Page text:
What is Domestic Violence? 

The term “domestic violence” is sometimes used to include all forms of family violence, including between parents and children, siblings, and elder abuse. However, domestic violence is more commonly used to identify “intimate partner violence.” Individuals who have a close, personal relationship may experience:

  • Physical abuse

  • Emotional, verbal and mental abuse

  • Sexual abuse

  • Coercive control, including stalking, harassment, trespassing and other unwanted acts

These relationships include people who are married, living together, or dating and includes couples in same sex relationships. Domestic violence can also include people who are former partners, separated or divorced couples, and those who are co-parenting.

Domestic violence is serious and preventable, and it impacts millions of Americans. Not only can domestic violence result in serious injury and even death, but it also has lasting effects on health and well-being.

Domestic violence tends to disrupt social supports, interfere with coping, and make it difficult to work and take care of things at home. Individuals experiencing domestic violence may find it difficult to concentrate, make decisions, plan, and move towards goals. Many individuals find it difficult to use self-control, have confidence in themselves, and maintain a hopeful outlook.

How Violence Affects Children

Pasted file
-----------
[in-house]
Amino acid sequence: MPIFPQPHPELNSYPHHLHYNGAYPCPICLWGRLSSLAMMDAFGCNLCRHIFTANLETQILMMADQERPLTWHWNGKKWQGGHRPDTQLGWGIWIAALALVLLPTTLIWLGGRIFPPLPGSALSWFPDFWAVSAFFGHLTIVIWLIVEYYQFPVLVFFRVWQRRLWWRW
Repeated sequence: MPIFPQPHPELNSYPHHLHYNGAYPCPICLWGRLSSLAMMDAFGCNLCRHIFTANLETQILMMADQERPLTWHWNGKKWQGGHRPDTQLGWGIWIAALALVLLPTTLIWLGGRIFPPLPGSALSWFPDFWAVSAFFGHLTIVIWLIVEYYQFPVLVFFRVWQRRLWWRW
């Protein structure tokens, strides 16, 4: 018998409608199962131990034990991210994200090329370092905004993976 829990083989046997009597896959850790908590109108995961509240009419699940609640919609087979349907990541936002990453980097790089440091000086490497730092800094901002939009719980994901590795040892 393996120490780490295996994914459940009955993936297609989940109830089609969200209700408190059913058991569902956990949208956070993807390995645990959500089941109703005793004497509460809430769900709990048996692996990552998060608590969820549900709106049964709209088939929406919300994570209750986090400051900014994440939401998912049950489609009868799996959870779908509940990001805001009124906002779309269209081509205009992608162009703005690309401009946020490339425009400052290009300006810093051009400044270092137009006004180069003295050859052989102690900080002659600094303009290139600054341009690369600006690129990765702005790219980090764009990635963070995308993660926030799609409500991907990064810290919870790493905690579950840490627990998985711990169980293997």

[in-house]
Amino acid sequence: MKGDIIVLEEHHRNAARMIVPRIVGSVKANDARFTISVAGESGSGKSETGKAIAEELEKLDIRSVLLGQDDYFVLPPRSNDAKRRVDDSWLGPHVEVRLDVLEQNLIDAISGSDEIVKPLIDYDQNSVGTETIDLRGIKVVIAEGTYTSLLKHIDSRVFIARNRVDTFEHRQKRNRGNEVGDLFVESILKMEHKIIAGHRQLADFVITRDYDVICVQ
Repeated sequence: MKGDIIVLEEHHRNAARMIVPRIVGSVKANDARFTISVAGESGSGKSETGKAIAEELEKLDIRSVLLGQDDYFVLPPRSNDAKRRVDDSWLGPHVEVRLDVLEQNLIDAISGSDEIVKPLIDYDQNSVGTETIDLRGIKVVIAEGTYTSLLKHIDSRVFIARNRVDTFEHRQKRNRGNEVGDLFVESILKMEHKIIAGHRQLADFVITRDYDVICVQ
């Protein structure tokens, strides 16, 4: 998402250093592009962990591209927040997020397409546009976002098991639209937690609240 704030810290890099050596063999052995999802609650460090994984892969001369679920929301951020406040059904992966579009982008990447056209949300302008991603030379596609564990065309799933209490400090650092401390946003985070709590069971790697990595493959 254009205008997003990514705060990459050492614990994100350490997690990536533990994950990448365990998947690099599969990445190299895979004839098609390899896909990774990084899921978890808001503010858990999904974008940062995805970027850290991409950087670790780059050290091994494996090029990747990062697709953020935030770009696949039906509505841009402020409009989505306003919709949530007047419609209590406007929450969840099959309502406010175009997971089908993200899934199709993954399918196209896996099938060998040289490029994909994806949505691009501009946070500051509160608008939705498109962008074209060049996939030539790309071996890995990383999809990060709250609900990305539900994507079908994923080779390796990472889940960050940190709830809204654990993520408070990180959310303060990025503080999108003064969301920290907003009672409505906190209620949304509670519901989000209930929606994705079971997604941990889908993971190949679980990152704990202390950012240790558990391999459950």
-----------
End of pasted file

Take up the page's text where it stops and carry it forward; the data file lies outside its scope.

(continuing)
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An estimated 5 million children witness domestic violence in the U.S. every year. Children in homes where violence occurs are neglected or physically abused at a rate that is 1500% above the national average. Witnessing and/or experiencing violence exposes infants and young children to stressors that can harm the development of their brains and impair cognitive and sensory growth. Elementary school-aged children who have been exposed to violence may have more trouble at school and have difficulty focusing and concentrating. Later in life, these children are at a greater risk for depression, substance abuse, and criminal behavior than children who are brought up in a home without violence. Some studies indicate that exposure to violence also impairs social development in children. These children may have difficulty in making friends because they are hesitant to trust others or are unsure of what is acceptable social behavior. Many studies show that children who have been exposed to violence display more signs of aggressive behavior and are up to three times more likely to be involved in fighting. The Children’s Program at the Family Crisis Center empowers families to interrupt the cycles of violence, build capacity for self-regulation and executive functioning.